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In this series, Texas Tech Public Media sits down with candidates across the board to discuss issues facing their constituents.

Conversations with Candidates: Cheryl Little for House District 84

Cheryl Little - House District 84
Cheryl Little

House District 84 covers much of Lubbock County at the state legislature and will have a new representative following this year's election. For our “Conversations with Candidates” series, we invited the four Republicans vying for the seat to our studio to ask questions constituents care about. Cheryl Little is one of the candidates on the ballot.

Sarah Self-Walbrick: Introduce yourself. Tell us more about you.

Cheryl Little: Well, I came from New Mexico. I escaped two years ago, and have been in Lubbock ever since. I've lived in Texas for many years. My husband was previous military, and so we've been in Lubbock. Also, I'm a landowner in Texas, and that goes way back to my great great, great grandparents who homesteaded in Texas. And so very familiar with Texas, love it and just feel at home here. I graduated from Wayland Baptist University with a master's degree in public administration. My areas of focus were in public finance, and political ethics, and also in economics. I have two daughters and I've been married for 45 years and I've got three grandchildren. And I'm a very conservative Christian, Republican.

Sarah Self-Walbrick: Very interesting. I think this question will tell our listeners a lot. Tell us about a politician, past or present, that you look up to,

Cheryl Little: Ronald Reagan would probably be my choice. I've always appreciated very strong military men, and with my husband having been military, I look to that. Especially in today's times with everything that we've got going on. So he would definitely be one of the top ones.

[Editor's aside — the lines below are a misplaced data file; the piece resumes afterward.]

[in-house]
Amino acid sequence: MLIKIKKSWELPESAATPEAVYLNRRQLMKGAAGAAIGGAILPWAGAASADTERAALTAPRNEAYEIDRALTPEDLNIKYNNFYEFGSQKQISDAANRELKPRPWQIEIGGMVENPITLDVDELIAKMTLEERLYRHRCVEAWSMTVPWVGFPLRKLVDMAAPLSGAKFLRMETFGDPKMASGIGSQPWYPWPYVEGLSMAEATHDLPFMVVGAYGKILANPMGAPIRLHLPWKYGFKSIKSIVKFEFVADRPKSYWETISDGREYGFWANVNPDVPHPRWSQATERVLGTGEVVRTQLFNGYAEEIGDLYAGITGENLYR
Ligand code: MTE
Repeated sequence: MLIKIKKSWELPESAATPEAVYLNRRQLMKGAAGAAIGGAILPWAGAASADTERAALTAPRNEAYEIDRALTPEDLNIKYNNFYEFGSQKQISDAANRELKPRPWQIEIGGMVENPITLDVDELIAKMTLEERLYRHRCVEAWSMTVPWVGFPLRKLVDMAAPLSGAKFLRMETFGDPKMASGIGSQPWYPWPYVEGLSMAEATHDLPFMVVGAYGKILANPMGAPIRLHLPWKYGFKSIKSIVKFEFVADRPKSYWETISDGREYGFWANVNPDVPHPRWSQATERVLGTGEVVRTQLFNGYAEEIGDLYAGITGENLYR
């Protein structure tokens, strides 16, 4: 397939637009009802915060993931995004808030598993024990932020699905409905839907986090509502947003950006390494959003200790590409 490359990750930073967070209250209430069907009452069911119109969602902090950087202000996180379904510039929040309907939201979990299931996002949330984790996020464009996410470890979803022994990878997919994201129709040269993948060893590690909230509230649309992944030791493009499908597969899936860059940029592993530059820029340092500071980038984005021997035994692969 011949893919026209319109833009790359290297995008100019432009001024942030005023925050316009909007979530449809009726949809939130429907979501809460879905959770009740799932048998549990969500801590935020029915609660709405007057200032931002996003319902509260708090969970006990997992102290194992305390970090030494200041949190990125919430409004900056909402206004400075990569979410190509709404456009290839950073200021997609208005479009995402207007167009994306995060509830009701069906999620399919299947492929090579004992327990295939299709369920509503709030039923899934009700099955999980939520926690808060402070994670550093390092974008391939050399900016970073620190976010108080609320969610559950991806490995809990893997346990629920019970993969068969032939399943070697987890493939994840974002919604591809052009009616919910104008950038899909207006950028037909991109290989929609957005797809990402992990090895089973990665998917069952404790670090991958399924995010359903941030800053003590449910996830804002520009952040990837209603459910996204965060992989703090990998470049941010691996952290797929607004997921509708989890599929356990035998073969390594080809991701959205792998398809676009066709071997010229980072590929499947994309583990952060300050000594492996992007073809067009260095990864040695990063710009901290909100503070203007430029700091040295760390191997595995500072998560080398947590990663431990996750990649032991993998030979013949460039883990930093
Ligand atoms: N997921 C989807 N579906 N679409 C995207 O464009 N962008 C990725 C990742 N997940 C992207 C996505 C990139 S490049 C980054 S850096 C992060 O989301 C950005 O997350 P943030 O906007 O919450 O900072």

Sarah Self-Walbrick: Why are you running for House District 84?  

Cheryl Little: I decided and made the decision when we had Democrats who left the session and went to Washington, D.C. And it really made me very aggravated that they would go off and do that. At that time, I made the decision. You know, I'm qualified, and I need to get involved, and that was a turning point for me when I made up my mind.

Sarah Self-Walbrick: That's a good segue into the next question, What experience do you have with Texas statewide politics? And did you follow the most recent legislative session?

Cheryl Little: I've been following the legislative session. I have been staying up on it. I get up every morning and I start my day watching the federal news – I watch the daily White House briefing and then I watch all of the daily congressional hearings. Then I go into Texas and I start looking and I'm watching to see what bills are passing and what's going on. It's so hard to keep up with everything that's going on. It's amazing. Just last year, in the session, they had 666 bills that passed and trying to keep up with everything is very difficult. So I tried but it's impossible to know everything about everything.

Sarah Self-Walbrick: I understand that from our perspective of covering the session, it's a lot to keep up with. So you're running for a position that's been held by a well-respected Republican for a decade. As a fellow member of that political party, how would you be different?